3. This post was perfect for what I am feeling right now! Thank you for posting it!!! I had a photo business keeping me busy in Utah, but moved to Minneapolis in the August of this year. I also had a baby 6 days after moving to a new state! To make a long story short, I have felt so much anxiety on how to not give up my passion for photos just because I have no clientele, nor time to get out from mommy life with two busy boys. So THANK YOU for reminding me how to cure this anxiety problem. I hope to be back on task in a year or so with a business, but now I think I will take time to breathe, and have fun with photos with no pressure. THANK YOU!

  4. I’ve said before but I’ll say it again! THANK YOU so much for sharing your views and insights. This blog really spoke to me. I’m at a different phase but looking for what you have been this past year. I LOVE reading these!!

  5. I believe it was around this time last year when I stumbled across your blog and have been a committed follower since! I absolutely love that I found you and your online classes. I am in the beginning stages of my photography business myself and it is hard to keep going somedays. Thank you for writing from the heart and inspiring me! I think we, as artist, are very emotional people and somedays that makes this journey challenging!!!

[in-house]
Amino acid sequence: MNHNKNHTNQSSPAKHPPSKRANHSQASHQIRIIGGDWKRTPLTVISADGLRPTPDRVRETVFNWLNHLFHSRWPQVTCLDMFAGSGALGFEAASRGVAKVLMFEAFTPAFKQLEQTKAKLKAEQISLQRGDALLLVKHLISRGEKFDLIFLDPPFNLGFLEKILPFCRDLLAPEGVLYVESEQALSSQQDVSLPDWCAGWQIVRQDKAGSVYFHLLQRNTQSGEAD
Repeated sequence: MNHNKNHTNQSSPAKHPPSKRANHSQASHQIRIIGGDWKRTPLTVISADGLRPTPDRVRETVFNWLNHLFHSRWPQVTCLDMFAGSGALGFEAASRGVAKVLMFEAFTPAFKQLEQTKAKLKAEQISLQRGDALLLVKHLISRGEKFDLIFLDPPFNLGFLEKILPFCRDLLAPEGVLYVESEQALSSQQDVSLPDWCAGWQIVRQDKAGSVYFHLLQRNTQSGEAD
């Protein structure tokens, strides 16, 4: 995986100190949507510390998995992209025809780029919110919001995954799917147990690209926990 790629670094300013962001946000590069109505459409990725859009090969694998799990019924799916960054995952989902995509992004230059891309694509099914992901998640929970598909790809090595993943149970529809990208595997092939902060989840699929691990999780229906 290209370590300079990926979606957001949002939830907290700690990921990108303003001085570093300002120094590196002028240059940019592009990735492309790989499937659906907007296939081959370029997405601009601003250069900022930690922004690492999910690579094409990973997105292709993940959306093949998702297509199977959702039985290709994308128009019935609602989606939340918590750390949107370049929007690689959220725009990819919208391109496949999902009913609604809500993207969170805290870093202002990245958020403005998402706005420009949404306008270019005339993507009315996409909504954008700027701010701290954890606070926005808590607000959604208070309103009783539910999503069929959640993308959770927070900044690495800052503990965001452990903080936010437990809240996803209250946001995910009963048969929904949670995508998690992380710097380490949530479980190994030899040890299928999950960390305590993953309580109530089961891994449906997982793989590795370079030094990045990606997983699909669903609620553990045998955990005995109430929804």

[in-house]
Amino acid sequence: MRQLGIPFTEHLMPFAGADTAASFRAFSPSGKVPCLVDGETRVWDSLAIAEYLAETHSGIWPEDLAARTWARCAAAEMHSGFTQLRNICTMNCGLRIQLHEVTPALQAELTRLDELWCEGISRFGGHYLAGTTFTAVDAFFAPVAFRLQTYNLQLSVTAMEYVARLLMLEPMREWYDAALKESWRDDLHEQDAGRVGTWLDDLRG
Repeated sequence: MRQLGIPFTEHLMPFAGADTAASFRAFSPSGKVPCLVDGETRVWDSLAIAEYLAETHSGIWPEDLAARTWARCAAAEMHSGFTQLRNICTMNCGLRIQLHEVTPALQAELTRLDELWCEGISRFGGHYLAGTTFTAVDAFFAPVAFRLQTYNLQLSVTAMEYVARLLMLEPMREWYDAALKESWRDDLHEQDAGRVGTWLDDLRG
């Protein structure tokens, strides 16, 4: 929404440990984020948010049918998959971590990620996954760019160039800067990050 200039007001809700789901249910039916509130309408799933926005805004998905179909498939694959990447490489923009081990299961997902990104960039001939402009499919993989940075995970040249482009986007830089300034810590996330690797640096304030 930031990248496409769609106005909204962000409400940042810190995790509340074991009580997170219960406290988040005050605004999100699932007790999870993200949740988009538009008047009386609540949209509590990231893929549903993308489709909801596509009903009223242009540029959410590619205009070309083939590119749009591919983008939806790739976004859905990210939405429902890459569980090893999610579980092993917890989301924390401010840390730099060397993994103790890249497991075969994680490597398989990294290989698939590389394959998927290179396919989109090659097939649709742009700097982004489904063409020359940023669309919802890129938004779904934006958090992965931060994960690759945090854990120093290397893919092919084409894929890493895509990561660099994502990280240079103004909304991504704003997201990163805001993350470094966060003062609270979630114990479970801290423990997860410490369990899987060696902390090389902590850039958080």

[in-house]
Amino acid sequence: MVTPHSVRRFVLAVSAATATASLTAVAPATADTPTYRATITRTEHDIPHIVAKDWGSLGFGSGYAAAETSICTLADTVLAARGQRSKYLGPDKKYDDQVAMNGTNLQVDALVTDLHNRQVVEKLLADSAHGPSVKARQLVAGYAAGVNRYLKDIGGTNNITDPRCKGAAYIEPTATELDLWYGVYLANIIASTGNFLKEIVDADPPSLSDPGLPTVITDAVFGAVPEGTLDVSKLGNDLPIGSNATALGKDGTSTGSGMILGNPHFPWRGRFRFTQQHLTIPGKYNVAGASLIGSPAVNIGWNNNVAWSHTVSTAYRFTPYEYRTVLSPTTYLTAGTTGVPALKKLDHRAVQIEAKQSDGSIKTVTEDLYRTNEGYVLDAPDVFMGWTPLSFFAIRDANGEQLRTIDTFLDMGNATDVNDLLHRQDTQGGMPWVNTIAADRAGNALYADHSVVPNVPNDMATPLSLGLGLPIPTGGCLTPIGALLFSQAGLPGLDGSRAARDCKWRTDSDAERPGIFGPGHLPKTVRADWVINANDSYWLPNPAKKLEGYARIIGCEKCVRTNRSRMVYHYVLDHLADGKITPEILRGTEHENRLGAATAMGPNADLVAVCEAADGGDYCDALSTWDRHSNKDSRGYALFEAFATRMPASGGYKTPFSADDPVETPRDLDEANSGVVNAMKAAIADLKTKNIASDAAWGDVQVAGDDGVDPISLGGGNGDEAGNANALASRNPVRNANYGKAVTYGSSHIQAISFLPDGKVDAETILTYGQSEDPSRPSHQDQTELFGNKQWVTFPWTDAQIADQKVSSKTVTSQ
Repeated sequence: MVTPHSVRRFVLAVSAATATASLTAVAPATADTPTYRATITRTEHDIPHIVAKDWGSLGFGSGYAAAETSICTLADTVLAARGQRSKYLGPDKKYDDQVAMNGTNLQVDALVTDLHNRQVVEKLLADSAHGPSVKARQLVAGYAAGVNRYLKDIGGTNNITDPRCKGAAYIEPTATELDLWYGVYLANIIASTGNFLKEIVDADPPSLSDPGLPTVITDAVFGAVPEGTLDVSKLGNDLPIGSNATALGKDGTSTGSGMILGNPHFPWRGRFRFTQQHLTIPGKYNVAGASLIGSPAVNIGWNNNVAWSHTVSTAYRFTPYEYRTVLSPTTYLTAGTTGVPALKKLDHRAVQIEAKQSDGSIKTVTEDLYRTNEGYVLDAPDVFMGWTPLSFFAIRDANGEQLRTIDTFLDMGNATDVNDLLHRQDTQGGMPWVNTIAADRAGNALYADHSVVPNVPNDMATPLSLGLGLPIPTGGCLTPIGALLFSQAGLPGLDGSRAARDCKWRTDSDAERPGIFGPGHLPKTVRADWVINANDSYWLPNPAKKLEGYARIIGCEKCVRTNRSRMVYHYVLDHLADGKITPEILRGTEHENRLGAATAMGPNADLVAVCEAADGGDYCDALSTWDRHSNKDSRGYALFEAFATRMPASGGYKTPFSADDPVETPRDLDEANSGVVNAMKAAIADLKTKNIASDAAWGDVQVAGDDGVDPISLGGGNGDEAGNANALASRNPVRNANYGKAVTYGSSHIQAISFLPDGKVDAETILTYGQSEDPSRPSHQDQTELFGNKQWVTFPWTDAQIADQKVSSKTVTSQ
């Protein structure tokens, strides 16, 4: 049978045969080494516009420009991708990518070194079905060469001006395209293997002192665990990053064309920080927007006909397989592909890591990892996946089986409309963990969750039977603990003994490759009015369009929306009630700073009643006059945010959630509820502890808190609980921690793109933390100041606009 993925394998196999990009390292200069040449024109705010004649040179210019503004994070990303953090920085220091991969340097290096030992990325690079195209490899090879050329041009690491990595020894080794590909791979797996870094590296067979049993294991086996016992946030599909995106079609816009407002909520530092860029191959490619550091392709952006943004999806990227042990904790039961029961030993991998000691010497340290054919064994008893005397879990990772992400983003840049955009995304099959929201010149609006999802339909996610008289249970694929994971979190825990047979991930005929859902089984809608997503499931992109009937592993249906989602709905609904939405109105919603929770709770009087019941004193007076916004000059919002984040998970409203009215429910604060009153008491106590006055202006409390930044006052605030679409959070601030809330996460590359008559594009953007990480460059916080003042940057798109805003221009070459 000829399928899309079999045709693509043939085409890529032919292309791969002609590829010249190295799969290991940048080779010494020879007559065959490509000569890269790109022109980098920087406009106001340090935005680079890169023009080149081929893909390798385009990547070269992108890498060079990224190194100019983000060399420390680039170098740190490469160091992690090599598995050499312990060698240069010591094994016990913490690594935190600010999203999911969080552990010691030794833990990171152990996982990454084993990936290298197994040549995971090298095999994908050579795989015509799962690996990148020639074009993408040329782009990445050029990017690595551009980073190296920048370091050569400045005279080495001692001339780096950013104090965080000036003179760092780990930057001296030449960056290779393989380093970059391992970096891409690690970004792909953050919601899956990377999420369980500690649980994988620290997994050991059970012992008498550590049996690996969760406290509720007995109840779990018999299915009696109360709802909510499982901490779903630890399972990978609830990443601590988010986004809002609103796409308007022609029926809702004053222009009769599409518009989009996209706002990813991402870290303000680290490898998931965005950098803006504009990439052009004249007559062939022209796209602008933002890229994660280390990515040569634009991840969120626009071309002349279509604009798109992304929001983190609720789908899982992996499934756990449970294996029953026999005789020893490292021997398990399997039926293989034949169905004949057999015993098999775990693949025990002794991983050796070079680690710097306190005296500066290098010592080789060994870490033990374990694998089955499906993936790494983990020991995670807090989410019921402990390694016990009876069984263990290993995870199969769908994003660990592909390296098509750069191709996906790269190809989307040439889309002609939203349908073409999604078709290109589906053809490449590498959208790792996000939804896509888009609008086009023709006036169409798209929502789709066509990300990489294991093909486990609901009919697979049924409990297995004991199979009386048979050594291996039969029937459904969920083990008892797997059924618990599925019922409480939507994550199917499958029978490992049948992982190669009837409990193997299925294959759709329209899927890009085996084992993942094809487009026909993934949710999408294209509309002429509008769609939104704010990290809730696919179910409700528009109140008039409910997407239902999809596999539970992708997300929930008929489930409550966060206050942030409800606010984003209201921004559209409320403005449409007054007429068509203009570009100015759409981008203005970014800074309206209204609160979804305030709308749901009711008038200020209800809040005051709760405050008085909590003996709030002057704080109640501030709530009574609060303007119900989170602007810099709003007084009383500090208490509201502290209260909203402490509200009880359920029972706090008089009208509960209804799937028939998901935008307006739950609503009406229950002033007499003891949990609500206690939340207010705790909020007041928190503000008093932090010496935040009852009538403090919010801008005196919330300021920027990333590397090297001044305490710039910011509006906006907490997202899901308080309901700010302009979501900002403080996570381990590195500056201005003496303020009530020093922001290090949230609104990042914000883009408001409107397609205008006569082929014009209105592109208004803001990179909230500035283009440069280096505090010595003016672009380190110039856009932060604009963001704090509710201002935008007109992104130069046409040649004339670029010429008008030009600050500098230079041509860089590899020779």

Thankful for you.

    1. Thank YOU April! It is hard sometimes!! No doubt! Shooting for yourself is a beautiful way to counterbalance the icky parts of photography business 🙂

  6. Someone showed me this post after I announced a sabbatical this week on my blog. I couldn’t be more grateful. What I have been doing for the past 2.5 years is clearly not working. All I know for certain right now is a) photography is in my blood and I will never stop shooting and b) I need time to think about what’s next for me.

    Thank you for your honesty and sharing your experience with taking a sabbatical. It is empowering for me.


    1. Dearest Jess,